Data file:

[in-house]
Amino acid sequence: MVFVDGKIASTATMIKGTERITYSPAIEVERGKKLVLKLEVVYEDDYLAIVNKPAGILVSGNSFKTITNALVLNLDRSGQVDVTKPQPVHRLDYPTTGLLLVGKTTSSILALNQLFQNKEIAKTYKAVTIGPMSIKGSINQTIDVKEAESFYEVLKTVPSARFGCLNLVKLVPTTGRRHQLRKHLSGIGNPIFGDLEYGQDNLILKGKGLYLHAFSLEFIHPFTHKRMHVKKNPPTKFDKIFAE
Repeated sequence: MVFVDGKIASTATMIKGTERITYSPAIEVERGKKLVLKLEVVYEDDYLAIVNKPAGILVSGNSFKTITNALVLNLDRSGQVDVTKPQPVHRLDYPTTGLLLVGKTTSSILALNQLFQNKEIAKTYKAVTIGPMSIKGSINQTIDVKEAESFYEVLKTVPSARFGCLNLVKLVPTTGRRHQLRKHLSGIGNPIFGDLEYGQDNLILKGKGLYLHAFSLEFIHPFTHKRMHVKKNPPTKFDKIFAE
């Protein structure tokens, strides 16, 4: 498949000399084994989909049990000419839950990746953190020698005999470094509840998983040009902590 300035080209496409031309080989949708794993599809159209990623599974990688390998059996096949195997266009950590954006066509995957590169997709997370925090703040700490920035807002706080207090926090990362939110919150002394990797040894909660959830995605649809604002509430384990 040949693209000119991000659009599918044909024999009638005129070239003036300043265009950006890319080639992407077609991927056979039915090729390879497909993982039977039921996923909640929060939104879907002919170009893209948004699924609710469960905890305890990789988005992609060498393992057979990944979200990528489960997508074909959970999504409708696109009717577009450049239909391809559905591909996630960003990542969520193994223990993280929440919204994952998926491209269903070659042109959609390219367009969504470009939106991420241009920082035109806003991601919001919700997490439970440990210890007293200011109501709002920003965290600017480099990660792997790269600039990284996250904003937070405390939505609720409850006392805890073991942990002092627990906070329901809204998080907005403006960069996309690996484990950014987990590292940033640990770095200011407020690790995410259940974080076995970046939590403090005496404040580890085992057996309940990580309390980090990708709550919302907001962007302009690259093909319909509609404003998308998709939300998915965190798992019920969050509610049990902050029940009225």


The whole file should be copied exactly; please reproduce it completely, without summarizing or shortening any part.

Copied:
[in-house]
Amino acid sequence: MVFVDGKIASTATMIKGTERITYSPAIEVERGKKLVLKLEVVYEDDYLAIVNKPAGILVSGNSFKTITNALVLNLDRSGQVDVTKPQPVHRLDYPTTGLLLVGKTTSSILALNQLFQNKEIAKTYKAVTIGPMSIKGSINQTIDVKEAESFYEVLKTVPSARFGCLNLVKLVPTTGRRHQLRKHLSGIGNPIFGDLEYGQDNLILKGKGLYLHAFSLEFIHPFTHKRMHVKKNPPTKFDKIFAE
Repeated sequence: MVFVDGKIASTATMIKGTERITYSPAIEVERGKKLVLKLEVVYEDDYLAIVNKPAGILVSGNSFKTITNALVLNLDRSGQVDVTKPQPVHRLDYPTTGLLLVGKTTSSILALNQLFQNKEIAKTYKAVTIGPMSIKGSINQTIDVKEAESFYEVLKTVPSARFGCLNLVKLVPTTGRRHQLRKHLSGIGNPIFGDLEYGQDNLILKGKGLYLHAFSLEFIHPFTHKRMHVKKNPPTKFDKIFAE
């Protein structure tokens, strides 16, 4: 498949000399084994989909049990000419839950990746953190020698005999470094509840998983040009902590 300035080209496409031309080989949708794993599809159209990623599974990688390998059996096949195997266009950590954006066509995957590169997709997370925090703040700490920035807002706080207090926090990362939110919150002394990797040894909660959830995605649809604002509430384990 040949693209000119991000659009599918044909024999009638005129070239003036300043265009950006890319080639992407077609991927056979039915090729390879497909993982039977039921996923909640929060939104879907002919170009893209948004699924609710469960905890305890990789988005992609060498393992057979990944979200990528489960997508074909959970999504409708696109009717577009450049239909391809559905591909996630960003990542969520193994223990993280929440919204994952998926491209269903070659042109959609390219367009969504470009939106991420241009920082035109806003991601919001919700997490439970440990210890007293200011109501709002920003965290600017480099990660792997790269600039990284996250904003937070405390939505609720409850006392805890073991942990002092627990906070329901809204998080907005403006960069996309690996484990950014987990590292940033640990770095200011407020690790995410259940974080076995970046939590403090005496404040580890085992057996309940990580309390980090990708709550919302907001962007302009690259093909319909509609404003998308998709939300998915965190798992019920969050509610049990902050029940009225």